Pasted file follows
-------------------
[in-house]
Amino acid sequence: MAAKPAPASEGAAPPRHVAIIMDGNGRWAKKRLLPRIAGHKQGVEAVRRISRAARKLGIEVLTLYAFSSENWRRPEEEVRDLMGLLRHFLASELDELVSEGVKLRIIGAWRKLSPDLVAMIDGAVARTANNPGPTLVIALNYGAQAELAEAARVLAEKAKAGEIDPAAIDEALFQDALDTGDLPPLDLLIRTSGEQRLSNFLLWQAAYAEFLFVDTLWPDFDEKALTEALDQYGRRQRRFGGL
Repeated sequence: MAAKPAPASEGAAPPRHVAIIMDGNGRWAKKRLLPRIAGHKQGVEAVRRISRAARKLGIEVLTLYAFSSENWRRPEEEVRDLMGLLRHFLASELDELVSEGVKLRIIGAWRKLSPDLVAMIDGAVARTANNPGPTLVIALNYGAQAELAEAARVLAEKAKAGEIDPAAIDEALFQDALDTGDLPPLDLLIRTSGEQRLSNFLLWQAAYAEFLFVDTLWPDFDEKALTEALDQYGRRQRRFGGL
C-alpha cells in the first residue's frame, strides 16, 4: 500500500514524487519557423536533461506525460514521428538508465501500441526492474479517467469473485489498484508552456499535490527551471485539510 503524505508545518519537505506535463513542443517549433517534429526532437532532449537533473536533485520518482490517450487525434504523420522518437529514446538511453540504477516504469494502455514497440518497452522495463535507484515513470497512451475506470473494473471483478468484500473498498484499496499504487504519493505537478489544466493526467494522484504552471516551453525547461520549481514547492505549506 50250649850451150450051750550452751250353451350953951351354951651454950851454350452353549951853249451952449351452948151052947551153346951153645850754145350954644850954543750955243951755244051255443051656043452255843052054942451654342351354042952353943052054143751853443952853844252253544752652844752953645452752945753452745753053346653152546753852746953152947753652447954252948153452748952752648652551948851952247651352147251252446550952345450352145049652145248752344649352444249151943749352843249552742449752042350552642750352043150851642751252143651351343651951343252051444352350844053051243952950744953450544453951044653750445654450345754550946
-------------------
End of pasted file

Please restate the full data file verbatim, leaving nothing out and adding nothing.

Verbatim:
[in-house]
Amino acid sequence: MAAKPAPASEGAAPPRHVAIIMDGNGRWAKKRLLPRIAGHKQGVEAVRRISRAARKLGIEVLTLYAFSSENWRRPEEEVRDLMGLLRHFLASELDELVSEGVKLRIIGAWRKLSPDLVAMIDGAVARTANNPGPTLVIALNYGAQAELAEAARVLAEKAKAGEIDPAAIDEALFQDALDTGDLPPLDLLIRTSGEQRLSNFLLWQAAYAEFLFVDTLWPDFDEKALTEALDQYGRRQRRFGGL
Repeated sequence: MAAKPAPASEGAAPPRHVAIIMDGNGRWAKKRLLPRIAGHKQGVEAVRRISRAARKLGIEVLTLYAFSSENWRRPEEEVRDLMGLLRHFLASELDELVSEGVKLRIIGAWRKLSPDLVAMIDGAVARTANNPGPTLVIALNYGAQAELAEAARVLAEKAKAGEIDPAAIDEALFQDALDTGDLPPLDLLIRTSGEQRLSNFLLWQAAYAEFLFVDTLWPDFDEKALTEALDQYGRRQRRFGGL
C-alpha cells in the first residue's frame, strides 16, 4: 500500500514524487519557423536533461506525460514521428538508465501500441526492474479517467469473485489498484508552456499535490527551471485539510 503524505508545518519537505506535463513542443517549433517534429526532437532532449537533473536533485520518482490517450487525434504523420522518437529514446538511453540504477516504469494502455514497440518497452522495463535507484515513470497512451475506470473494473471483478468484500473498498484499496499504487504519493505537478489544466493526467494522484504552471516551453525547461520549481514547492505549506 50250649850451150450051750550452751250353451350953951351354951651454950851454350452353549951853249451952449351452948151052947551153346951153645850754145350954644850954543750955243951755244051255443051656043452255843052054942451654342351354042952353943052054143751853443952853844252253544752652844752953645452752945753452745753053346653152546753852746953152947753652447954252948153452748952752648652551948851952247651352147251252446550952345450352145049652145248752344649352444249151943749352843249552742449752042350552642750352043150851642751252143651351343651951343252051444352350844053051243952950744953450544453951044653750445654450345754550946